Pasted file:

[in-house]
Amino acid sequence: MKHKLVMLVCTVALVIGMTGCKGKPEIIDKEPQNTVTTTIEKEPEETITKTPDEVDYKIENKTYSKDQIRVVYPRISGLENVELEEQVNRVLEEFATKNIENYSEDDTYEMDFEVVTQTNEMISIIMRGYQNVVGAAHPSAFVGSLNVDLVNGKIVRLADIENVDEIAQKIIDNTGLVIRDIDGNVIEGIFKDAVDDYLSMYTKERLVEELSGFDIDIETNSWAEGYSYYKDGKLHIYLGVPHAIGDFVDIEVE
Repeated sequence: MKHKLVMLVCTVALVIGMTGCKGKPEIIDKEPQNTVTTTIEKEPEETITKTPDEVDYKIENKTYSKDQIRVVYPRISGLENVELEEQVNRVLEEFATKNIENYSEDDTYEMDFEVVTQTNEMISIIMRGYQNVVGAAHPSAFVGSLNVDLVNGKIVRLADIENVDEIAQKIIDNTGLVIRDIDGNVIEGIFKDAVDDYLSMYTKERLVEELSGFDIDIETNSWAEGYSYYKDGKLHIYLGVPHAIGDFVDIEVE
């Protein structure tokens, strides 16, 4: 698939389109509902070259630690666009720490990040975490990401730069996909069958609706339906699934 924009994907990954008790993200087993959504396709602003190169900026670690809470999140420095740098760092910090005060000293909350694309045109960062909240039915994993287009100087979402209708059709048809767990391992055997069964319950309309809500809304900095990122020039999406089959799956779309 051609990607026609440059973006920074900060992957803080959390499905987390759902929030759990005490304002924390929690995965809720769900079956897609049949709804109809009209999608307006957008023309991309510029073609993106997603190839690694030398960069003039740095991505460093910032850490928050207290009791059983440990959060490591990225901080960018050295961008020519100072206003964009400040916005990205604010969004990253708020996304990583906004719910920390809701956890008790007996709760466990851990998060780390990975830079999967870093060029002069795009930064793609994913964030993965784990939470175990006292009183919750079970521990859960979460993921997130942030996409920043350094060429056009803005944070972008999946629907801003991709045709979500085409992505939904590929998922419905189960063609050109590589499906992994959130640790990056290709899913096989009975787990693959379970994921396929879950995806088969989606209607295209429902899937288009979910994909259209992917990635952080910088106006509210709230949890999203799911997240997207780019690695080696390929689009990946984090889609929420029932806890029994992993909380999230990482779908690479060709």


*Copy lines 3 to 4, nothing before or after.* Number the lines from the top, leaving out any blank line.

Repeated sequence: MKHKLVMLVCTVALVIGMTGCKGKPEIIDKEPQNTVTTTIEKEPEETITKTPDEVDYKIENKTYSKDQIRVVYPRISGLENVELEEQVNRVLEEFATKNIENYSEDDTYEMDFEVVTQTNEMISIIMRGYQNVVGAAHPSAFVGSLNVDLVNGKIVRLADIENVDEIAQKIIDNTGLVIRDIDGNVIEGIFKDAVDDYLSMYTKERLVEELSGFDIDIETNSWAEGYSYYKDGKLHIYLGVPHAIGDFVDIEVE
């Protein structure tokens, strides 16, 4: 698939389109509902070259630690666009720490990040975490990401730069996909069958609706339906699934 924009994907990954008790993200087993959504396709602003190169900026670690809470999140420095740098760092910090005060000293909350694309045109960062909240039915994993287009100087979402209708059709048809767990391992055997069964319950309309809500809304900095990122020039999406089959799956779309 051609990607026609440059973006920074900060992957803080959390499905987390759902929030759990005490304002924390929690995965809720769900079956897609049949709804109809009209999608307006957008023309991309510029073609993106997603190839690694030398960069003039740095991505460093910032850490928050207290009791059983440990959060490591990225901080960018050295961008020519100072206003964009400040916005990205604010969004990253708020996304990583906004719910920390809701956890008790007996709760466990851990998060780390990975830079999967870093060029002069795009930064793609994913964030993965784990939470175990006292009183919750079970521990859960979460993921997130942030996409920043350094060429056009803005944070972008999946629907801003991709045709979500085409992505939904590929998922419905189960063609050109590589499906992994959130640790990056290709899913096989009975787990693959379970994921396929879950995806088969989606209607295209429902899937288009979910994909259209992917990635952080910088106006509210709230949890999203799911997240997207780019690695080696390929689009990946984090889609929420029932806890029994992993909380999230990482779908690479060709």